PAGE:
Don’t Miss Out On Auto’s Ad Shift To Digital

As a sales manager, do you know what steps you need to incorporate now to make sure that your sales pros are properly positioned to take advantage of the advertising shift to digital products? The answer lies in four categories: people, knowledge, products and return on investment.

Did you see the latest Automotive Advertising Outlook report from Borrell Associates? In it, dealers are forecasted to spend $32.8 billion on advertising this year, a 2% increase over last year. Sales are up 8% year to date. The next statement is the most telling: “For the first time, new and used-car dealers will spend more on online media than on all other media combined — including TV.” In 2013, online spending is trending 18.7% higher.

Don’t believe the report? Last week, a partner station GSM told me the story of a local car dealer in his market with a $1.4 million advertising budget. The dealer spent 45% or $630,000 of that $1.4 million in online/digital advertising. How much of the dealer’s digital budget did the station get? Zero.

According to Borrell, there are 31% fewer car buyers in the funnel, compared to five years ago, thanks to the growth of digital. Additionally, the buying cycle has compressed from six months to three months. The report concludes: “The dreamers are gone; nearly everyone who shows up at a dealership already knows the make, model and price of the vehicle they want to buy.”

As a broadcast or cable television sales manager, what steps do you need to incorporate now to make sure that your sales pros are properly positioned to take advantage of the advertising shift to digital products? The answer lies in four categories: people, knowledge, products and return on investment.


Often when visiting stations I hear seasoned sellers reminiscing about the good old days when sales management expected sales of one thing — TV commercials. Do you have any of these nostalgic AEs on your staff? If so, the first step to digital sales success is to help these individuals understand that digital is not going away.


Convergent sales are now the way of the media world and if AEs cannot get on board and get enthusiastic about selling multiple platforms then it may be time to release them for better opportunities.


Too many digital sales are missed as a result of a seller’s lack of knowledge about the multiple digital platforms in their sales tool box. As a sales manager, it is up to you to educate the team on the available products.

Teach your AEs to listen for client needs and to recognize how the multiple platforms can be used to solve these needs. Spend time discussing the push and pull abilities of digital and TV and how much more powerful the results for advertisers can be when the power of digital and television are combined.

To that end, make it a rule that every presentation must include digital. In today’s advertising environment, I cannot think of a situation when digital inclusion is not warranted.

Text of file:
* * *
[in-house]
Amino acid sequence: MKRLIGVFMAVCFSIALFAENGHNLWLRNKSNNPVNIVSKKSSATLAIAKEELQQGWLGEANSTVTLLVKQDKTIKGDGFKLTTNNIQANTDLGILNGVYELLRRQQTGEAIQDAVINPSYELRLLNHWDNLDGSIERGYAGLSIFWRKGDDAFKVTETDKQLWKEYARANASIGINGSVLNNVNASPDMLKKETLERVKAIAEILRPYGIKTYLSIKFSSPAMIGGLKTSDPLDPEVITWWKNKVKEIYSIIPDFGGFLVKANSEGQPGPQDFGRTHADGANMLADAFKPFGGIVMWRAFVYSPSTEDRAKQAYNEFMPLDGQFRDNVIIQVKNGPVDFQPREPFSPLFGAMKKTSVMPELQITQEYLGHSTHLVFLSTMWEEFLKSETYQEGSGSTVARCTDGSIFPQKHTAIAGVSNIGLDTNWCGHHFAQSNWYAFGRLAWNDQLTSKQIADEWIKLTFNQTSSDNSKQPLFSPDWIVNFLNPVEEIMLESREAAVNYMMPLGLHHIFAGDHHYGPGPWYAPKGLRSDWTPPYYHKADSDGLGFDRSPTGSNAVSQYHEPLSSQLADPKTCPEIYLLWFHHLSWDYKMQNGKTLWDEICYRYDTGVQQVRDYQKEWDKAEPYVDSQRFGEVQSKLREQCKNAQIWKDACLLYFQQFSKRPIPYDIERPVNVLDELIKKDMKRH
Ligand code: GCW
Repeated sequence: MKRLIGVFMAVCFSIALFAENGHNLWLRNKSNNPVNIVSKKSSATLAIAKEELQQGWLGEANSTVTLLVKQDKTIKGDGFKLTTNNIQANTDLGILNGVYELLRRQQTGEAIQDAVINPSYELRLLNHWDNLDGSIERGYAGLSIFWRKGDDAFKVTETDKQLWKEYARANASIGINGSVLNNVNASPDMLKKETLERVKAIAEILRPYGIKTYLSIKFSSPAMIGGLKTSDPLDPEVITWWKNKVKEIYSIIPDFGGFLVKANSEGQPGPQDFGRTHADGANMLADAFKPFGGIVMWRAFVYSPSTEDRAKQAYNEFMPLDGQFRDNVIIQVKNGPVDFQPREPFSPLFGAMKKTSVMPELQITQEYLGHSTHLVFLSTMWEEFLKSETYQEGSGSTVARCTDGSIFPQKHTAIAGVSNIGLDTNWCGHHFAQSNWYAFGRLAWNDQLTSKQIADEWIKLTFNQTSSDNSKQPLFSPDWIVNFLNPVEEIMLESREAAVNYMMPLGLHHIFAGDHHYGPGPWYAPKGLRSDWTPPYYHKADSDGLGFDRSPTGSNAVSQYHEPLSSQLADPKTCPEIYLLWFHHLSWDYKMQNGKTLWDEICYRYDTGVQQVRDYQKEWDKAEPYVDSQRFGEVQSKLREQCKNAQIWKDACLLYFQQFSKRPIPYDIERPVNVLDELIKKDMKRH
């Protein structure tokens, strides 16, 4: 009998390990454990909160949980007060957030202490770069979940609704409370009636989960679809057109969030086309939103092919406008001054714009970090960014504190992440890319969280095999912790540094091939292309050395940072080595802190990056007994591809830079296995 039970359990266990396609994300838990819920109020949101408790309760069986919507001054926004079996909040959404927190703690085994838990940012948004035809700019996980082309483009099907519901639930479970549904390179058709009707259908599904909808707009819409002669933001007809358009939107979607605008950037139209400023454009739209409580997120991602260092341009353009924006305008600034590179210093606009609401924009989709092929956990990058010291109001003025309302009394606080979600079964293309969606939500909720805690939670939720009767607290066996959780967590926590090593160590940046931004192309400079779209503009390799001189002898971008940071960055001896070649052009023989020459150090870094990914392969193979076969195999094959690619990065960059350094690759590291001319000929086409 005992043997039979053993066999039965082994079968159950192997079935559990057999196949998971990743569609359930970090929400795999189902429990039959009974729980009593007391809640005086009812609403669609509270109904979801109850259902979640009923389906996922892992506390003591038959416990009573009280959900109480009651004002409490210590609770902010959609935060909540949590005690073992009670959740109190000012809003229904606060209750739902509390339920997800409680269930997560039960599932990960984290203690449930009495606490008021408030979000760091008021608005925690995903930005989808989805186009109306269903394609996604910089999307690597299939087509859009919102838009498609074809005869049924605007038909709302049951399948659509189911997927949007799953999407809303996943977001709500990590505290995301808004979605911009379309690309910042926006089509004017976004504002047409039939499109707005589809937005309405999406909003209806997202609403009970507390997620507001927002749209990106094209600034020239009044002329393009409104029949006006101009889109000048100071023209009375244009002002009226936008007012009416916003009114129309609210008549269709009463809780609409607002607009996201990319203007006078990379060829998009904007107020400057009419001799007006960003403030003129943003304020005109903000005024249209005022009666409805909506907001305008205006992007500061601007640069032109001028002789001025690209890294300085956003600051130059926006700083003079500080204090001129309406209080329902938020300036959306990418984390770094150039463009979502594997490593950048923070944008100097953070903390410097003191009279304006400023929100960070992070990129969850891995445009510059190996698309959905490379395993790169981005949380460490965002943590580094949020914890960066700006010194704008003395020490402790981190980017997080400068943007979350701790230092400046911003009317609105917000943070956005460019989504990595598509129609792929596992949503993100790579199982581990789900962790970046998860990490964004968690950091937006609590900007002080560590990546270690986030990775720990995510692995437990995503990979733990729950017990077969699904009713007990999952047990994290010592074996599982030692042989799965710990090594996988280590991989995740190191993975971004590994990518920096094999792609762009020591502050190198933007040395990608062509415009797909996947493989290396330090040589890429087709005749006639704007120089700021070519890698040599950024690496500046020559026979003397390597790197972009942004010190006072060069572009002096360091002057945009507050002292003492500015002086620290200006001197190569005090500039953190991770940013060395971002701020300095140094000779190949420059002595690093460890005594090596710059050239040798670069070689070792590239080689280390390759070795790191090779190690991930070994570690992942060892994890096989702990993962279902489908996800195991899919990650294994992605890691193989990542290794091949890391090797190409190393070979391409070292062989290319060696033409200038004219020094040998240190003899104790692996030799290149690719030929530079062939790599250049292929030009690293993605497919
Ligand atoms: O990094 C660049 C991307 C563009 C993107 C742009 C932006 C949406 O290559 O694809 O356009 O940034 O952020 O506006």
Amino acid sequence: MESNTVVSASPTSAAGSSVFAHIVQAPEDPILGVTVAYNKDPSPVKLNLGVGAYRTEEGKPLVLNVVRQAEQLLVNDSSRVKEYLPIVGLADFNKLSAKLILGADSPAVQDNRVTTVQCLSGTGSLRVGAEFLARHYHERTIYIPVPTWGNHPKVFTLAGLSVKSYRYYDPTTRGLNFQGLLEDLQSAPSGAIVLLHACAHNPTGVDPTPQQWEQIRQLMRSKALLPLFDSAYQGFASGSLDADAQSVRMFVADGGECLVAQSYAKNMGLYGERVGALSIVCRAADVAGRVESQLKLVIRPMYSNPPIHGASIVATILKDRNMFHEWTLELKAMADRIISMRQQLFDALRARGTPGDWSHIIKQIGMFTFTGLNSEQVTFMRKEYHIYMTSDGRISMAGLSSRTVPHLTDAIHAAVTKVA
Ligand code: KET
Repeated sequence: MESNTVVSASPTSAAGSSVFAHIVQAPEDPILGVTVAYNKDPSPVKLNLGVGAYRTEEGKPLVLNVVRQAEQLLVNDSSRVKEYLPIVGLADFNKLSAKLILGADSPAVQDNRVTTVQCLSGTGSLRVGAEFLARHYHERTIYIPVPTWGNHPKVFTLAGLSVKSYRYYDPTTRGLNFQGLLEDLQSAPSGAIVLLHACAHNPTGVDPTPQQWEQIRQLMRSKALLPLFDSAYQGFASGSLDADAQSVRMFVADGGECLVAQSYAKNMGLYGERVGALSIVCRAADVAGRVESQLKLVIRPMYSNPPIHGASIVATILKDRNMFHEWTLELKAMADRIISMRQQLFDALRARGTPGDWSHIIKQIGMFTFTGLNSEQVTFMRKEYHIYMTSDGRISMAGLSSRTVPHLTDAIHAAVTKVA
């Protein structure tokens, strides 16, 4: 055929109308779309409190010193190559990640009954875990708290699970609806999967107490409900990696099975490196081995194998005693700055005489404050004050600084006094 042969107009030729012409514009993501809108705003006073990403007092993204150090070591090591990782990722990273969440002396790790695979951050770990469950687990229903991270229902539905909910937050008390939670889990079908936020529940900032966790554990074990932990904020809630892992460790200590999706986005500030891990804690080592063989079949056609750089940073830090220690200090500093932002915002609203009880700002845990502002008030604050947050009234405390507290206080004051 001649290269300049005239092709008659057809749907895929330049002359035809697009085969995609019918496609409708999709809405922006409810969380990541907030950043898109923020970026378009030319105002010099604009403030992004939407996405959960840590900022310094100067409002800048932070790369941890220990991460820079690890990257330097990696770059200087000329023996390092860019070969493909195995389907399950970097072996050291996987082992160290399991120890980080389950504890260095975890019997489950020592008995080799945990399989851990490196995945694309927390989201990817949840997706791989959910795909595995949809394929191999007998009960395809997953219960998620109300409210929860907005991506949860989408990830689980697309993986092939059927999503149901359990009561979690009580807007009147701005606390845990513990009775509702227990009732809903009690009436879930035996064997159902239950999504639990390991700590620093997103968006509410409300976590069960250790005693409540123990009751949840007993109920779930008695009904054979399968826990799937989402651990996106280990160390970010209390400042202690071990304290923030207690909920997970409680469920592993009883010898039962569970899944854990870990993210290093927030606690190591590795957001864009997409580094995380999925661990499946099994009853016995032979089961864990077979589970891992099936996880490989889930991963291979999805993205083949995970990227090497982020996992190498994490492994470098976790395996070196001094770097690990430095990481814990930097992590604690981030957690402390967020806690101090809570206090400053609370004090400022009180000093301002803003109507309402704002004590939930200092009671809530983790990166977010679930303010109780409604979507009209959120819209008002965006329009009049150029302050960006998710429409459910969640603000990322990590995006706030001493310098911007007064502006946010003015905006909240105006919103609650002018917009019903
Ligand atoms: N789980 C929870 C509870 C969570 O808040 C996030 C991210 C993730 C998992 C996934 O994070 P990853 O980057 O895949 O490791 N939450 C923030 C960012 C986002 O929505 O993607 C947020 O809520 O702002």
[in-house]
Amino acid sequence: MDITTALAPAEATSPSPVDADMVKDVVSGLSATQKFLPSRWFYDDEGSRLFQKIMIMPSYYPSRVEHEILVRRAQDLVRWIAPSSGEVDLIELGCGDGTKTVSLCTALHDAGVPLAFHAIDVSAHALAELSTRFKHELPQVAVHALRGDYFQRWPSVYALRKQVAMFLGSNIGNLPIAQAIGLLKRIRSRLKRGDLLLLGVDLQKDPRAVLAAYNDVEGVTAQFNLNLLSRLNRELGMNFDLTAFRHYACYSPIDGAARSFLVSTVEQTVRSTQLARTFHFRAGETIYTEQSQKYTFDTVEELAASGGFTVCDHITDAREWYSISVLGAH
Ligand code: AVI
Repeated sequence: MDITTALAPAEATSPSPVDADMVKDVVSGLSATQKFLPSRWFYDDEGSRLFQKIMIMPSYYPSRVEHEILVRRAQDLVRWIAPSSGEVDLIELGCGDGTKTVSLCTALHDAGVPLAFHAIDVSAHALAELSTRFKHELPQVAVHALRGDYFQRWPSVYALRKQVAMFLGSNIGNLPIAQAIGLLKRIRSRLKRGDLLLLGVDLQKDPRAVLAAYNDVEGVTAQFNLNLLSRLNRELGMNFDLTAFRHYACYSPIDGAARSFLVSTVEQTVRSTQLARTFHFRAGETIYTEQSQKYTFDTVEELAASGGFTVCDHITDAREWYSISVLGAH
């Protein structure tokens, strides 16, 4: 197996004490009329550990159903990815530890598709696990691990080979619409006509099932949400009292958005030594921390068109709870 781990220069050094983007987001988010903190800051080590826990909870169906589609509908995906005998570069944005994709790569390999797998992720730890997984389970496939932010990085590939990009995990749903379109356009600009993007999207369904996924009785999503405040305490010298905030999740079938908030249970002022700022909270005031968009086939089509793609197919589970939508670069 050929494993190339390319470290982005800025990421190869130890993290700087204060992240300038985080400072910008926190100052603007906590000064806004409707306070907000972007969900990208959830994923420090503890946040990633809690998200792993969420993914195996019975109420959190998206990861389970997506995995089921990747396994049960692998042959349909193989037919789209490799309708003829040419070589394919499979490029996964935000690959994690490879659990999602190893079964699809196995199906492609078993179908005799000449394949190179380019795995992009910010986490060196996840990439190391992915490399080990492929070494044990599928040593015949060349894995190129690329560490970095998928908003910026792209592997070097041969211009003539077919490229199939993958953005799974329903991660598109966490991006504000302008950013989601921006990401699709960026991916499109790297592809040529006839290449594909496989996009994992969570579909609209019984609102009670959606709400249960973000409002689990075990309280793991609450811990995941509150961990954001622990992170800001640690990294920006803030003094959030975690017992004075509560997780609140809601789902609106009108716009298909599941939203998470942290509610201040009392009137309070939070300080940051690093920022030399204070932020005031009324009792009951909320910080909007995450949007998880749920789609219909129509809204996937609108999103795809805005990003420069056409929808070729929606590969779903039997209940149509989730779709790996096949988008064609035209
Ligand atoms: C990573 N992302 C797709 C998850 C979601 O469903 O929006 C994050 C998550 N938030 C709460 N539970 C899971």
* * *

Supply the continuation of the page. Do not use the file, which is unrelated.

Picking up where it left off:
Your office may have many offerings capable of retargeting, site optimization, reputation management, search engine marketing, etc…but mobile is the way to a car dealer’s heart, and wallet.

A dealer’s mobile website should not be a smaller version of the dealer desktop site. Why? Because mobile users want to connect with the dealer fast. Many times the tire kicker is standing on the lot using a dealer’s mobile site to gauge unit price and selection.

A mobile site that contains robust desktop-like features will slow the content load and will distract consumers. By the way, if it takes more than a thumb to navigate a mobile site, consumers will leave the site and redirect to something more navigation friendly.

Finally, make sure to pay special attention to creatively driving leads to the dealer’s own website. Nearly every dealer will tell you leads to their own website are the most coveted leads. The benefit is that potential buyers on a dealer’s site are looking only at the dealer’s inventory vs. a third-party site that provides an opportunity for consumers to compare a dealer with their competitor’s inventory.


Too many times a car dealer will cancel a station’s digital contract because it can’t attribute any sales to the effort. Third-party sites like Auto Trader and are successful because they can translate the dealer’s spend into unit sales. They do this through access to dealer analytics.

To stop digital contract cancellations and to build a bit of renewal insurance, train your sellers to have consistent conversations with dealer decision makers on sales expectations and return on investment models. Tie your platforms into dealer analytics to get credit for sales.

If you platforms cannot do so or the dealer won’t share access, then you need to determine alternative ways to measure ROI. Doing so provides tangible results and a reason for continued long-term investments in your digital offerings.

On Nov. 12, we’re going to show your AEs how to capitalize on digital auto dollars during a nationally televised Two-and-a-half-hour satellite conference, “Driving New Automotive Revenue: Cracking The Code Of The Digital Dealer.” Learn more about it here or call 941-926-SELL to discuss multiple-office discounts.

John Hannon is the EVP-COO of Jim Doyle & Associates, a national sales training and marketing consulting firm that provides broadcast and cable companies with customized media-specific programs and tools to increase revenue and improve sales team effectiveness.

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